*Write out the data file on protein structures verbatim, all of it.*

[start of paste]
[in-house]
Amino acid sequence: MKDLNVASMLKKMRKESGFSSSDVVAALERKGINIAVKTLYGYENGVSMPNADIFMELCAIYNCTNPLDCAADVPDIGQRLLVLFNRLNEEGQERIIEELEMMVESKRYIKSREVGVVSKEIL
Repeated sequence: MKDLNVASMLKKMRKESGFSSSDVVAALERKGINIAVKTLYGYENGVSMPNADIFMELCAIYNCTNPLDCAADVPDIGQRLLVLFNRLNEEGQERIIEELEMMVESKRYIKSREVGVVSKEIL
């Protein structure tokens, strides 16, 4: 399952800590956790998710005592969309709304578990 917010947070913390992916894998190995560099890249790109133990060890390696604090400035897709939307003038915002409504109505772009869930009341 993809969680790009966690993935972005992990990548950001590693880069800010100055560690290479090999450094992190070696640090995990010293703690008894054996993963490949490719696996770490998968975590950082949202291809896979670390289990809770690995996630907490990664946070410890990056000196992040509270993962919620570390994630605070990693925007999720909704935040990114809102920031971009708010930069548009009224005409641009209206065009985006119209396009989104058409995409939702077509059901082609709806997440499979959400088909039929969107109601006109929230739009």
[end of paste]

[in-house]
Amino acid sequence: MKDLNVASMLKKMRKESGFSSSDVVAALERKGINIAVKTLYGYENGVSMPNADIFMELCAIYNCTNPLDCAADVPDIGQRLLVLFNRLNEEGQERIIEELEMMVESKRYIKSREVGVVSKEIL
Repeated sequence: MKDLNVASMLKKMRKESGFSSSDVVAALERKGINIAVKTLYGYENGVSMPNADIFMELCAIYNCTNPLDCAADVPDIGQRLLVLFNRLNEEGQERIIEELEMMVESKRYIKSREVGVVSKEIL
């Protein structure tokens, strides 16, 4: 399952800590956790998710005592969309709304578990 917010947070913390992916894998190995560099890249790109133990060890390696604090400035897709939307003038915002409504109505772009869930009341 993809969680790009966690993935972005992990990548950001590693880069800010100055560690290479090999450094992190070696640090995990010293703690008894054996993963490949490719696996770490998968975590950082949202291809896979670390289990809770690995996630907490990664946070410890990056000196992040509270993962919620570390994630605070990693925007999720909704935040990114809102920031971009708010930069548009009224005409641009209206065009985006119209396009989104058409995409939702077509059901082609709806997440499979959400088909039929969107109601006109929230739009």